A post-grad project for the Danish Associationof Architects  cemented Jacobsen's path to success. The budding young architect (along with Flemming Lassen) designed the full-scale "House of the Future'' in 1929, shown at the Housing and Building Exhibition at the Forum Copenhagen. The futuristic house (not unlike these futuristic houses) was made from glass and concrete and was circular bearing a flat roof with a central living room, which the other rooms revolved around, devised to take advantage of natural light. Novelties included windows that rolled up and down like a car's; a doormat equipped with a suction cup to remove dirt from shoes; and a minimally equipped kitchen designed for pre-made meals (an inspiration for the first T.V. dinners, perhaps?). The house contained a garage, helicopter pad, and boathouse, indicating a level of wealth that would be required in this future. The house didn't make it to the future, though. The Danish Resistance demolished the Forum in an act of defiance against the Germans during World War II.

Arne Jacobsen: Architect

Arne Jacobsen _ story resize
Photo Courtesy of Pamono

The “House of the Future” project yielded the young architect significant recognition as an ultra-modern designer, propelling him to form a firm called the Hellerup agency. During this time, he made the Rothenborg House for Max Rothenborg, which still sits in Klampenborg, Denmark. He followed that  private project up with the Bellevue Beach Bath, a seaside resort on the Øresund Coast. In 1937, the Bellevue Theatre with a retractable roof was completed. These buildings and the Skovshoved Petrol Station demonstrated the influence of white Cubist architecture that Jacobsen had discovered in Stuttgart, Germany.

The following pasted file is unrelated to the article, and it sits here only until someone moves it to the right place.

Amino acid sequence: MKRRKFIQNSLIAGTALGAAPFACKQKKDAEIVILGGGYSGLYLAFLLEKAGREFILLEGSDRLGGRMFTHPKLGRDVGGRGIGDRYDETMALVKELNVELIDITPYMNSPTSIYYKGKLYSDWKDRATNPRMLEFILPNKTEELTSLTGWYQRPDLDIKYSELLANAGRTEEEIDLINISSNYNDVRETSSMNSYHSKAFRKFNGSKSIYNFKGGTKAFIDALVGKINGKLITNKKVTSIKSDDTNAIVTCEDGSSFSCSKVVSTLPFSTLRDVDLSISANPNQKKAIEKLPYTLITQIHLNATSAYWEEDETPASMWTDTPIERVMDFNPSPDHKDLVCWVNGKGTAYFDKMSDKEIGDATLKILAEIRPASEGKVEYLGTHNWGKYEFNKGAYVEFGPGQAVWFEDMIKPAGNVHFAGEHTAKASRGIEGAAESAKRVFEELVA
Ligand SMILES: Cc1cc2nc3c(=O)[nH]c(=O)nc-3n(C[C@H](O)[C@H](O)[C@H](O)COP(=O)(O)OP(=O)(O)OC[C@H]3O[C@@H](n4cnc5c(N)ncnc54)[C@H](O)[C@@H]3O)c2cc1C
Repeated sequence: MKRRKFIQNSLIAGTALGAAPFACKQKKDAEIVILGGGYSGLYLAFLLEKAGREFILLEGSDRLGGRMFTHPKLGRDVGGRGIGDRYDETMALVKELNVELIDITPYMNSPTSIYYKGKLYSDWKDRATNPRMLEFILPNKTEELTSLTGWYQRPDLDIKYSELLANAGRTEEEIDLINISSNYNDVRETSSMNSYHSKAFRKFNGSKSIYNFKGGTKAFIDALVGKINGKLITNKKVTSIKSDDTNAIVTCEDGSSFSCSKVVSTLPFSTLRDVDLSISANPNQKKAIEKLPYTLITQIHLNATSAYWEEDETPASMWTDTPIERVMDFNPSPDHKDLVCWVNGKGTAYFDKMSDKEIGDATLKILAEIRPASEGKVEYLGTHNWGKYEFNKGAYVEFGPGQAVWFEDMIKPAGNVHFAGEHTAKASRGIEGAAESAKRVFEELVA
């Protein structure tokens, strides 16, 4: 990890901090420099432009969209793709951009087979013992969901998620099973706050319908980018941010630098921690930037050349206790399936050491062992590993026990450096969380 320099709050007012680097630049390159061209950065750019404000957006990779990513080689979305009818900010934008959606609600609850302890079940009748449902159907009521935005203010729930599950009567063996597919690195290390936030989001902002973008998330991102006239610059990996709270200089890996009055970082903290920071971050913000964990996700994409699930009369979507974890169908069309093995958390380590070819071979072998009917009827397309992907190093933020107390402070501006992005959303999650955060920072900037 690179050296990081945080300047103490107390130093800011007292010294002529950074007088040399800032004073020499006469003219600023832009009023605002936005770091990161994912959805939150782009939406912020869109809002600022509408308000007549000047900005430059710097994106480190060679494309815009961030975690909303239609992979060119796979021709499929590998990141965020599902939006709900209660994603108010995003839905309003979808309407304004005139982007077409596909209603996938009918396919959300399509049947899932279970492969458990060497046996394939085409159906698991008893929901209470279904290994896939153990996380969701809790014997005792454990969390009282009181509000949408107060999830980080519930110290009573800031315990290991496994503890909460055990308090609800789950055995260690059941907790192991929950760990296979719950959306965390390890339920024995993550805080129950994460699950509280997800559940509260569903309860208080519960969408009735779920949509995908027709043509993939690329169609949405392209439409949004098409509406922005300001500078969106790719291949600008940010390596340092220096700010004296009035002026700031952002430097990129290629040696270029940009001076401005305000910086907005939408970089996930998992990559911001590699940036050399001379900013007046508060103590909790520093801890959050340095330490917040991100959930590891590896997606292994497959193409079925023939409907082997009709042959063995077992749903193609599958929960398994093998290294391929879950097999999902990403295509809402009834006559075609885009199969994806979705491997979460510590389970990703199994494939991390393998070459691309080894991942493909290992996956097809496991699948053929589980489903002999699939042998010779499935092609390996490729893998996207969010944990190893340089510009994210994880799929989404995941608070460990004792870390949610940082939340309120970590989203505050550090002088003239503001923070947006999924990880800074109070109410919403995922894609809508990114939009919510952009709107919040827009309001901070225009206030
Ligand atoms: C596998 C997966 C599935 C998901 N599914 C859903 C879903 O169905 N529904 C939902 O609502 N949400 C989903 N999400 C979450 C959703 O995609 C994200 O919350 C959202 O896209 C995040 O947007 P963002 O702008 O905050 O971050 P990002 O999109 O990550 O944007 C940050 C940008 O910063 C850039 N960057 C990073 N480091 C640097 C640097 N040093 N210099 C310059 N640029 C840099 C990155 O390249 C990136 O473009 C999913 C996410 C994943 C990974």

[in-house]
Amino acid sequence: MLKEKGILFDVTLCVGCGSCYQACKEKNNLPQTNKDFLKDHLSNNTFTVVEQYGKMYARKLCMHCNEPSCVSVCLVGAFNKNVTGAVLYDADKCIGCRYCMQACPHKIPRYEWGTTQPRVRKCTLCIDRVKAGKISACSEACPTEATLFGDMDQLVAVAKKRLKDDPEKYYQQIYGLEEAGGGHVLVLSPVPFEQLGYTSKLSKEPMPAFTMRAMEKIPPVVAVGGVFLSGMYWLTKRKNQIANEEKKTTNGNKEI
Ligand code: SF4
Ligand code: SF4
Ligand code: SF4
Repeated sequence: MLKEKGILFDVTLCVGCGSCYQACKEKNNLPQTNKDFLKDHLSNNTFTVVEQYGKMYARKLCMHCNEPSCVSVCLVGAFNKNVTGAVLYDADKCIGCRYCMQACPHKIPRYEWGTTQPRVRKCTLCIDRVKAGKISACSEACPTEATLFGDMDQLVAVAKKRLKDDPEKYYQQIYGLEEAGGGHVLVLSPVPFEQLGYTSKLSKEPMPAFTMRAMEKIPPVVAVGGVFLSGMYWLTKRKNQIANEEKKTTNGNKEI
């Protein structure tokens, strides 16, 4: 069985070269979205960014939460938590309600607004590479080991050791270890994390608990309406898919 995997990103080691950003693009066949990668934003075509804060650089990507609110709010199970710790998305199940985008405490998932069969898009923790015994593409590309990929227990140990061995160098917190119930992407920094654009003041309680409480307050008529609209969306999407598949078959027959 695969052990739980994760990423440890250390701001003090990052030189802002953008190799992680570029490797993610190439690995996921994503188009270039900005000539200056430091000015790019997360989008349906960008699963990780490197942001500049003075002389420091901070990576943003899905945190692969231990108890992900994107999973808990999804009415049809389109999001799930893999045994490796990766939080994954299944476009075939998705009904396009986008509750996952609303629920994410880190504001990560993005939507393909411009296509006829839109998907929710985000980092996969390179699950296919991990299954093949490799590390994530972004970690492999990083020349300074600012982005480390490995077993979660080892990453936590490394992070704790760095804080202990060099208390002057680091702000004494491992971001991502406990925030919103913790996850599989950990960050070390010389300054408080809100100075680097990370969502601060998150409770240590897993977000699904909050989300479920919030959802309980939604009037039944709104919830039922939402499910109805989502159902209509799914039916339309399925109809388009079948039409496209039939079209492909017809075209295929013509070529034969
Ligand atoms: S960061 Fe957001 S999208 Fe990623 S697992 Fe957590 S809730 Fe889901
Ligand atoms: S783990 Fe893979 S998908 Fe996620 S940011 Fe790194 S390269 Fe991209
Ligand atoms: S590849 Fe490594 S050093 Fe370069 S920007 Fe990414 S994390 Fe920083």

However, not everyone was impressed. It seems that accolades (Jacobsen was known to build the dream of a modern lifestyle) were equally matched with protests of his work. His Stelling House on Gammeltorv in Copenhagen, a historic square, was heavily opposed. Another recipient of criticism was the Aarhus City Hall, a project that he had won via competition. He had to adjust his vision to include a tower and marble cladding to appease the public officials.

Jacobsen would go on to design what has been dubbed the world's first designer hotel, the SAS Royal Hotel in Copenhagen. He also designed St. Catherine's College at the University of Oxford before going onto become a professor of architecture at his alma mater, the Royal Danish Academy of Fine Arts in Copenhagen from 1956 until his death in 1971. Before this, though, World War II had other plans for Jacobsen.

Arne Jacobsen and World War II

The conditions of World War II  meant that building materials were scarce commodities—as were available projects. In Jacobsen's case, this was further complicated by his Jewish heritage. He eventually sought refuge in Sweden, fleeing Denmark in 1943. His sole architecture project during this time was a summer house for two doctors. Otherwise, his time was spent designing wallpaper and textiles. When the war ended in 1945, he would return to Copenhagen to help in the rebuilding effort across Denmark. He would make the seminal Søholm Row Houses which later would become the basis for modern, two-story apartment and condominium developments in the 1970s in the United States. Other critical projects during this time include the Rødovre Town Hall, remarkable for its mixed materials use, and the Munkegaard School—which, with its glass corridors surrounding small courtyards, would influence school design globally.

Arne Jacobsen: Furniture Designer

Jacobsen's oeuvre extended beyond architecture, influencing interior design on a global scale. His furniture designs (recall that it was a chair for which he won his first award) are still being used today. His approach was to look at architecture as a whole—or, as gesamtkunstwerk, which translates to  “total work of art.” It's the reason, for instance, that his “House of the Future” was outfitted from top to bottom.